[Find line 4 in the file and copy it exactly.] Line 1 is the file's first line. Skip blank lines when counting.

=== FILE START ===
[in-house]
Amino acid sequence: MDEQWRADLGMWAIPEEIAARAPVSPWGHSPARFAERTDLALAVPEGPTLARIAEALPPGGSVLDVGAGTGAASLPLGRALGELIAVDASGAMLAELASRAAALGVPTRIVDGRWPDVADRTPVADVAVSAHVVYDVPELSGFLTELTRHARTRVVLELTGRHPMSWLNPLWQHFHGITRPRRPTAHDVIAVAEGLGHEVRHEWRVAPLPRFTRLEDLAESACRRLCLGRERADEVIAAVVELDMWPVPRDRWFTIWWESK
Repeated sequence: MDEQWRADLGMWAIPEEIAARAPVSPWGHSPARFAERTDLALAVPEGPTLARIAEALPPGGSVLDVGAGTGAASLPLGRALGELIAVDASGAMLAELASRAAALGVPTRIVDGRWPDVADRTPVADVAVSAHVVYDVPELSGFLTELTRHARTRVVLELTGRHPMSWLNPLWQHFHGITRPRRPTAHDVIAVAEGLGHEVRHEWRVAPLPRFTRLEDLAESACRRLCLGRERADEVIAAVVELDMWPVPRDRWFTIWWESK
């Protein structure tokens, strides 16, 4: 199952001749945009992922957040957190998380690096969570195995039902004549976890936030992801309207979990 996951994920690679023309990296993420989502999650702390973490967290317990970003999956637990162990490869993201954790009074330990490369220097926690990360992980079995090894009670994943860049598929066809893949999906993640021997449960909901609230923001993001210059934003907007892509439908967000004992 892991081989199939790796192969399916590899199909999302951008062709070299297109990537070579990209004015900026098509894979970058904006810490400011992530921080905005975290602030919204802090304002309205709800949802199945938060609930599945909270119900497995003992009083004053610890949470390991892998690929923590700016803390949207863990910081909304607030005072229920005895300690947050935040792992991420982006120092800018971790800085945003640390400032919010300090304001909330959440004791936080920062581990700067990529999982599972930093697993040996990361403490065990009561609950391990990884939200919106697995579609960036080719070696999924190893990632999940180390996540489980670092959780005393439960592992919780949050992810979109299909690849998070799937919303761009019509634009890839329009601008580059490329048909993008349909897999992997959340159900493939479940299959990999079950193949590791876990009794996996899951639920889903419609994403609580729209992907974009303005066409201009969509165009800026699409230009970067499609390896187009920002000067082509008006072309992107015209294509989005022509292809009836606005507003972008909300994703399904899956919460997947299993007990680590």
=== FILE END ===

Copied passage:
């Protein structure tokens, strides 16, 4: 199952001749945009992922957040957190998380690096969570195995039902004549976890936030992801309207979990 996951994920690679023309990296993420989502999650702390973490967290317990970003999956637990162990490869993201954790009074330990490369220097926690990360992980079995090894009670994943860049598929066809893949999906993640021997449960909901609230923001993001210059934003907007892509439908967000004992 892991081989199939790796192969399916590899199909999302951008062709070299297109990537070579990209004015900026098509894979970058904006810490400011992530921080905005975290602030919204802090304002309205709800949802199945938060609930599945909270119900497995003992009083004053610890949470390991892998690929923590700016803390949207863990910081909304607030005072229920005895300690947050935040792992991420982006120092800018971790800085945003640390400032919010300090304001909330959440004791936080920062581990700067990529999982599972930093697993040996990361403490065990009561609950391990990884939200919106697995579609960036080719070696999924190893990632999940180390996540489980670092959780005393439960592992919780949050992810979109299909690849998070799937919303761009019509634009890839329009601008580059490329048909993008349909897999992997959340159900493939479940299959990999079950193949590791876990009794996996899951639920889903419609994403609580729209992907974009303005066409201009969509165009800026699409230009970067499609390896187009920002000067082509008006072309992107015209294509989005022509292809009836606005507003972008909300994703399904899956919460997947299993007990680590």